Kenya pledges to restore ecosystems degraded by climate change

NAIROBI (Xinhua), June 5 – Kenya marked World Environment Day on Wednesday with a pledge to restore the nation’s degraded ecosystems and landscapes, as it becomes more vulnerable to climate changes.

Soipan Tuya, cabinet secretary for Environment, Climate Change and Forestry, who led Kenya in celebrating World Environment Day at Embu, 125 km northeast from Nairobi, Kenya’s Capital, said that climate change continues negatively impacting Kenya’s socioeconomic sector.

Climate change is a threat to our livelihoods because agriculture, livestock production, tourism, forestry, and fisheries are key drivers in our economy. She said that the challenge threatened the livelihoods and survival of millions of Kenyans. But there is reason to hope. The key to turning this tide is land restoration. “Each investment in restoration has a significant return in terms of improved eco-system services.”

Tuya stated that Kenya is committed to restoring degraded ecosystems and landscapes, in accordance with its 10-year National Landscape and Ecosystem Restoration Strategy. The anchor framework of the strategy is a 15 billion tree-growing programme by 2032.

She said that the strategy aims to restore 10,6 million hectares degraded landscapes and eco-systems, increase tree cover in the country by 17,8 percent, enhance land management practices through sustainable land use, improve governance of landscapes and ecosystems with robust policy, regulatory, and institutional frameworks, and encourage private investment in environmental conservation.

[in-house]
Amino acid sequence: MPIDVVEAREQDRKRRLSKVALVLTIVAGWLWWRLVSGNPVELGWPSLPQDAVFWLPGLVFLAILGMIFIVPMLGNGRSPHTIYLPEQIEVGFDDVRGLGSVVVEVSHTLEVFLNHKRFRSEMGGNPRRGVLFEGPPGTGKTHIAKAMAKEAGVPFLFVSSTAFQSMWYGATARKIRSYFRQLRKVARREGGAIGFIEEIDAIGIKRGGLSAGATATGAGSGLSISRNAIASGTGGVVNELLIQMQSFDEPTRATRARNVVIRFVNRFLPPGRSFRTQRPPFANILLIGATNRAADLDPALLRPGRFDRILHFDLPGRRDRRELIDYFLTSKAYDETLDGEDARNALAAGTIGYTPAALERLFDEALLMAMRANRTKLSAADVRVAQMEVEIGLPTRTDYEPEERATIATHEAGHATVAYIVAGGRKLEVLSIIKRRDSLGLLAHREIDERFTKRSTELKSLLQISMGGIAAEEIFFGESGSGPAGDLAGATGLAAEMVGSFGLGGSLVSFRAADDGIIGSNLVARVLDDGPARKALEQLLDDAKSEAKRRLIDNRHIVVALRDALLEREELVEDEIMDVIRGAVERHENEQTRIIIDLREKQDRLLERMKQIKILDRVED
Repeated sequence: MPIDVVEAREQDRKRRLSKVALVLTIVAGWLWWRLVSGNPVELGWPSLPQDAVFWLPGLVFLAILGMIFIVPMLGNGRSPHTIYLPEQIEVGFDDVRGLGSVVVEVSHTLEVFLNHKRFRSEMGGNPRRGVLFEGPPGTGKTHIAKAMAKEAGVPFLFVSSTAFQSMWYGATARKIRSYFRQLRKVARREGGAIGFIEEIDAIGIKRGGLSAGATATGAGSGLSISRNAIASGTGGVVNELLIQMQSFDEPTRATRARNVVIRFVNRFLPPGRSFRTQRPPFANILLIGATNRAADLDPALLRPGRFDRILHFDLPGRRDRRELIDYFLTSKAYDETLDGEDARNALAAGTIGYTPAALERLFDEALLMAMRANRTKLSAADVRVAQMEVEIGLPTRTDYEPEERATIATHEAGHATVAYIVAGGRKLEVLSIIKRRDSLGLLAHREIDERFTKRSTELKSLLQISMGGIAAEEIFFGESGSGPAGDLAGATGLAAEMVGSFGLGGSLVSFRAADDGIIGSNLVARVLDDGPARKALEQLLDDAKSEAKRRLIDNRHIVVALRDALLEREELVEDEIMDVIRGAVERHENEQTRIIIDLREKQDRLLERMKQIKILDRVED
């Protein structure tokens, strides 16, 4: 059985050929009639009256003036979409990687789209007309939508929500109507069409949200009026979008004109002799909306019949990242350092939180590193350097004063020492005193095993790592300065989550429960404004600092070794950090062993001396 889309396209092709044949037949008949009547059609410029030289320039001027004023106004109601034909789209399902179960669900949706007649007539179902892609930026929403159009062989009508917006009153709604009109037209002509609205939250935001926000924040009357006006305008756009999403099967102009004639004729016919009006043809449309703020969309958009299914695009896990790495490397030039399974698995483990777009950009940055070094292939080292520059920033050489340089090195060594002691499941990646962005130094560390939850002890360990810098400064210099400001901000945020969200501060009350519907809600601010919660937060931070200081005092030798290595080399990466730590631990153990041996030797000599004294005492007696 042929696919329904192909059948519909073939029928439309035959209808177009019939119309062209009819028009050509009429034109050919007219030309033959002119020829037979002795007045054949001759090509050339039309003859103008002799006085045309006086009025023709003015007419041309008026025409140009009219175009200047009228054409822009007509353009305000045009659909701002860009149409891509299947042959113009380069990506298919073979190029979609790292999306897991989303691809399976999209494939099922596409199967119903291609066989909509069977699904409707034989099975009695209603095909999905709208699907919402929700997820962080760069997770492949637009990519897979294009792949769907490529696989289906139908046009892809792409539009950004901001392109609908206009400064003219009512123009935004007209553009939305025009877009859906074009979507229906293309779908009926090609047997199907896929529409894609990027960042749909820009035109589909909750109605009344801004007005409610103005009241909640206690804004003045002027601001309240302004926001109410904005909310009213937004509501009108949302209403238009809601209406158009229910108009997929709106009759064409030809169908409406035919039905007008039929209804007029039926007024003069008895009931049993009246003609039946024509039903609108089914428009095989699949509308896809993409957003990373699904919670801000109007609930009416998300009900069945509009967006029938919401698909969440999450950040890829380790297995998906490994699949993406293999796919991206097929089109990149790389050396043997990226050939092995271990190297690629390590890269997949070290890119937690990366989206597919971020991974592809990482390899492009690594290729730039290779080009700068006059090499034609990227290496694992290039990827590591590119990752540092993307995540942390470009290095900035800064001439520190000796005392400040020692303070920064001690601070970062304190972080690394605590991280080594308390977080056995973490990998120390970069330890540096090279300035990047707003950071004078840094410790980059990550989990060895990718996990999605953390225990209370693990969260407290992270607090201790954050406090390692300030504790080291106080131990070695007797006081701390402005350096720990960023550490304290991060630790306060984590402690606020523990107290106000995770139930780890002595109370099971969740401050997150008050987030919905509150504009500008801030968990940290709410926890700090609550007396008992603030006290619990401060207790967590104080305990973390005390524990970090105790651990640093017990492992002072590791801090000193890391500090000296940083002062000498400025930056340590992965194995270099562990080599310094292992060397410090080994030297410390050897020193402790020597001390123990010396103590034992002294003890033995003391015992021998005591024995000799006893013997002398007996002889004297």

This year’s theme was “Land Restoration and Desertification and Building Drought Resistant”, which Tuya said reflected Kenya’s unwavering commitment to safeguarding Kenya’s precious natural resources over the years, for the benefit of present and future generations.

Tuya noted that Kenya acknowledges resolutions adopted by United Nations General Assembly regarding the implementation UN Convention to Combat Desertification in countries suffering from severe drought and desertification in particular in Africa.

She said: “These resolutions demonstrate the global recognition and acknowledgement of the challenges that countries like Kenya face, and the need to make concerted efforts in order to overcome them.”

Festus Ng’eno, principal secretary at the State Department of Environment and Climate Change said Kenya will continue to improve its resilience.

He said: “By fostering resilient through integrated approaches to climate change adaptation, natural resource management and disaster risk, we can build an even more sustainable and prosperous world for everyone.”

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